History of the Diocese of Joliet's Partnership in Mission
History of Partnership in Mission
In August of 1992, Tom Garlitz was appointed director of the diocese’s Peace and Social Justice Ministry. He came with a desire in his heart to see the Diocese of Joliet become known as a Missionary Church, true to the life of its patron saint, Francis Xavier.
In a diocese of over 600,000 members gathered in 120 parishes, he envisioned a day when every parish would be a sending community—not only for short-term missions, but for long-term ones as well. HIs hope was that every parish would have at least one full-time missioner, serving in a distant land, who would be present to the poor—not just in a handful of countries, but in many. He wanted the poorest of the poor, wherever they may be found, to know the touch of a missioner sent by the Diocese of Joliet.
In Tom’s first week on the job, a memo arrived on his desk from Bishop Joseph Imesch telling him about a medical doctor, Dr. Enrique Via-Reque, who was a parishioner of the diocese and a native of Bolivia. Dr. Via-Reque had traveled on a number of short-term medical missions with evangelical groups to various countries, but never to his homeland of Bolivia and never with a Catholic organization. He was asking the bishop if such a mission might be possible. Tom was astounded at how quickly the Holy Spirit responded to his prayers and immediately contacted Enrique. They met the following week and began to pray and discuss how they might bring their visions together. Enrique and Tom believed that the Holy Spirit was calling them to step out in faith and begin a mission to Bolivia.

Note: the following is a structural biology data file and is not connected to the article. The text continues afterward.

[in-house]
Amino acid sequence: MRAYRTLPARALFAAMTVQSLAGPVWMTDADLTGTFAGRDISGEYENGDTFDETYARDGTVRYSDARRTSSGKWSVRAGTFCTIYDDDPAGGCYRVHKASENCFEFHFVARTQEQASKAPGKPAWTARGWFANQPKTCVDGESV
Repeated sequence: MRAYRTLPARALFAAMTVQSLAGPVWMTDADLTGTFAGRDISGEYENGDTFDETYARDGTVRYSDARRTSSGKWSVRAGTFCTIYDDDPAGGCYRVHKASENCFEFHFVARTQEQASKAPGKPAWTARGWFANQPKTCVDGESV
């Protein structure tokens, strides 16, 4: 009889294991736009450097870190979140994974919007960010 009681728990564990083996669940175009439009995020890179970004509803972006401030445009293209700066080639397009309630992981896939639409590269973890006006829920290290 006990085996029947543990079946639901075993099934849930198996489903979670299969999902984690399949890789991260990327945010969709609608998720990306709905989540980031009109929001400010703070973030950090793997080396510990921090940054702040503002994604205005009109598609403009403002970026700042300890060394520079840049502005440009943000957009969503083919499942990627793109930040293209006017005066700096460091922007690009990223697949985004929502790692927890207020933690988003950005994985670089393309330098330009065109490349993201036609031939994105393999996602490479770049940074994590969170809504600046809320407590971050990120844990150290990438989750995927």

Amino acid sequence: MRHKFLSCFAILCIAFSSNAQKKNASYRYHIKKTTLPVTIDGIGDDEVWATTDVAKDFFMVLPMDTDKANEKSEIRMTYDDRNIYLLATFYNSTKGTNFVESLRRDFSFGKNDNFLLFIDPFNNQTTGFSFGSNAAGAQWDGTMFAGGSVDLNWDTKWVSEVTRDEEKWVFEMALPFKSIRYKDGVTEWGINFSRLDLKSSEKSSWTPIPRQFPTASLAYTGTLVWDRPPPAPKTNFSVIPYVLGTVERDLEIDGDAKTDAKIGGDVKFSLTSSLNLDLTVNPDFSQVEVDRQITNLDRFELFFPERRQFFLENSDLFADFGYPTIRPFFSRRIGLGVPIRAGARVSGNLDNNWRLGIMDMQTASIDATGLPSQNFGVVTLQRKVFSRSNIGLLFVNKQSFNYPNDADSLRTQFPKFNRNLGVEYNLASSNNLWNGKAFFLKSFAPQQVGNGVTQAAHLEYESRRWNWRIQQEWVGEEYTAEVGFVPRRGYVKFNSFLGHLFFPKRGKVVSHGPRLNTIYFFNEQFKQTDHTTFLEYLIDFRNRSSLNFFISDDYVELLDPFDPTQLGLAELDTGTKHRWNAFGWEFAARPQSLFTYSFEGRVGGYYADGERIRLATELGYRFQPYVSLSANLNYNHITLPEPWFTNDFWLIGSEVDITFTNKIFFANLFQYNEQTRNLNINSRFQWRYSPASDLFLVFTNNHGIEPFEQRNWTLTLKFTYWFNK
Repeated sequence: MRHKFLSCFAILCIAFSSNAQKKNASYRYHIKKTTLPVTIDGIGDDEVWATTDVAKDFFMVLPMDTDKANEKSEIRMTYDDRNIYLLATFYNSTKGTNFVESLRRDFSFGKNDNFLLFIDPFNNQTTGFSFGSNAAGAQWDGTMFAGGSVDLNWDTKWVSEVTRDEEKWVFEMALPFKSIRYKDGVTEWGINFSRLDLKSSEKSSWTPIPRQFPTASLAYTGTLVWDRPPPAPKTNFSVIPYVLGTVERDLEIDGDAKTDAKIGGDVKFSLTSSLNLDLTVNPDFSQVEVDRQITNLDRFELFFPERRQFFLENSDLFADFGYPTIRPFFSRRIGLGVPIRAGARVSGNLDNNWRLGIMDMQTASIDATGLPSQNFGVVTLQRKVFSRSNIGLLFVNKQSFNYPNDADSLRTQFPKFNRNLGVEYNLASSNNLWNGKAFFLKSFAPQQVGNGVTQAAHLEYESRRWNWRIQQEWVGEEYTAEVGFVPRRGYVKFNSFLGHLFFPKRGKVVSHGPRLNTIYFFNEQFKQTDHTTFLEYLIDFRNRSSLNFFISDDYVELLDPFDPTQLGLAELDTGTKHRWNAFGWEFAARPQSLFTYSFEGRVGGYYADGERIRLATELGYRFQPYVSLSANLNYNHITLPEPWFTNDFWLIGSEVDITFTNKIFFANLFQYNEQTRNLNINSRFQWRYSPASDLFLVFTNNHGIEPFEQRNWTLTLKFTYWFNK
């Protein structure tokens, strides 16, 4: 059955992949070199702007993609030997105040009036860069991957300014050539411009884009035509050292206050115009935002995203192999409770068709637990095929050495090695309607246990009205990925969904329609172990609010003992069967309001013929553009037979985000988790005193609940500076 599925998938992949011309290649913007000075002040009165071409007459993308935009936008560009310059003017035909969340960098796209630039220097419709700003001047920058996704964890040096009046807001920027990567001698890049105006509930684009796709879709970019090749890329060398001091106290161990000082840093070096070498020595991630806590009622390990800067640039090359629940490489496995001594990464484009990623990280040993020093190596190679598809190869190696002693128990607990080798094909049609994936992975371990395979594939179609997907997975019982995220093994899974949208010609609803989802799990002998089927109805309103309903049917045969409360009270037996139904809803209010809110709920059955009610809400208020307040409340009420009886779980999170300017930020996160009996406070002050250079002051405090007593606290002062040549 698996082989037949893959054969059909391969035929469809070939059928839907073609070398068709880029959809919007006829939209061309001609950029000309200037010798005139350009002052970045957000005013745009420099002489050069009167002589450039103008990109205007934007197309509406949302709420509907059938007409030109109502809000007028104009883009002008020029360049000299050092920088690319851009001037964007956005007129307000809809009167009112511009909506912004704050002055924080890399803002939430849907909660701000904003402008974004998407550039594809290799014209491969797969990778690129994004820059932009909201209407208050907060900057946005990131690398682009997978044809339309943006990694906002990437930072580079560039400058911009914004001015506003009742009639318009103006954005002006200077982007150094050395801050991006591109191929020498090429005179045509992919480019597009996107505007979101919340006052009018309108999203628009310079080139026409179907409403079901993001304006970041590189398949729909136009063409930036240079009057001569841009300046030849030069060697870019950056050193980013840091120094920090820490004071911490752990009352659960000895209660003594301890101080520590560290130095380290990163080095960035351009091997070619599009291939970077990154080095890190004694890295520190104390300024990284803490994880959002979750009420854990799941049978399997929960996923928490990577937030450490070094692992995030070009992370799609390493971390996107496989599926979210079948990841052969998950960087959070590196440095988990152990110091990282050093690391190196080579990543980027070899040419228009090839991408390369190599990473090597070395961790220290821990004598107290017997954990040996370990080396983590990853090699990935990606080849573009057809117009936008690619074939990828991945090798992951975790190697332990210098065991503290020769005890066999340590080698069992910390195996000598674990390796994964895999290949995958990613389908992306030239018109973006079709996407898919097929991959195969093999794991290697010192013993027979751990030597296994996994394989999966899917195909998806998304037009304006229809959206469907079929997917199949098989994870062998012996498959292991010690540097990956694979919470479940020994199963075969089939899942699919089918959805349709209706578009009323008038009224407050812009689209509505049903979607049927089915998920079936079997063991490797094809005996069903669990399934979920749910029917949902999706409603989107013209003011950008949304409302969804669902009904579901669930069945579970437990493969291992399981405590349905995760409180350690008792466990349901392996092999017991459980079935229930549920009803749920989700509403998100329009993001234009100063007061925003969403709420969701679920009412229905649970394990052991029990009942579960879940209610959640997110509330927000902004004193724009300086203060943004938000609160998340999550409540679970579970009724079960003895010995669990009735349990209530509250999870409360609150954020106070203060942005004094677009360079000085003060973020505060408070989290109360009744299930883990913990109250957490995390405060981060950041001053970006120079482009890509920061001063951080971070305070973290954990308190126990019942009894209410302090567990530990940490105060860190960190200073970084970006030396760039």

The first step was to develop a vision that would be truly Catholic in nature. It would, in a very real sense, be a field workshop rooted in the Church’s teachings—the Gospel of life and justice—while providing meaningful service to the poorest of the poor. The mission teams would be formed and travel as a community that would reflect all the various peoples of the diocese. Further, while the mission trips were imagined to be about two weeks in length, these would be short-term missions in the context of a long-term relationship with our partnering mission site— toward a goal not only of immediate care and aid, but of ongoing social transformation. The missions of the Diocese of Joliet would decidedly not be merely service tourism.
Another equally important goal would be that the trips would be an experience in reverse mission: Our missioners, through the formation process—daily liturgy in the field, regular opportunities for group reflection and most importantly, seeing Jesus in the face of the poor—would themselves be transformed, returning home with a desire to advocate for justice and serve those in need within our own diocese.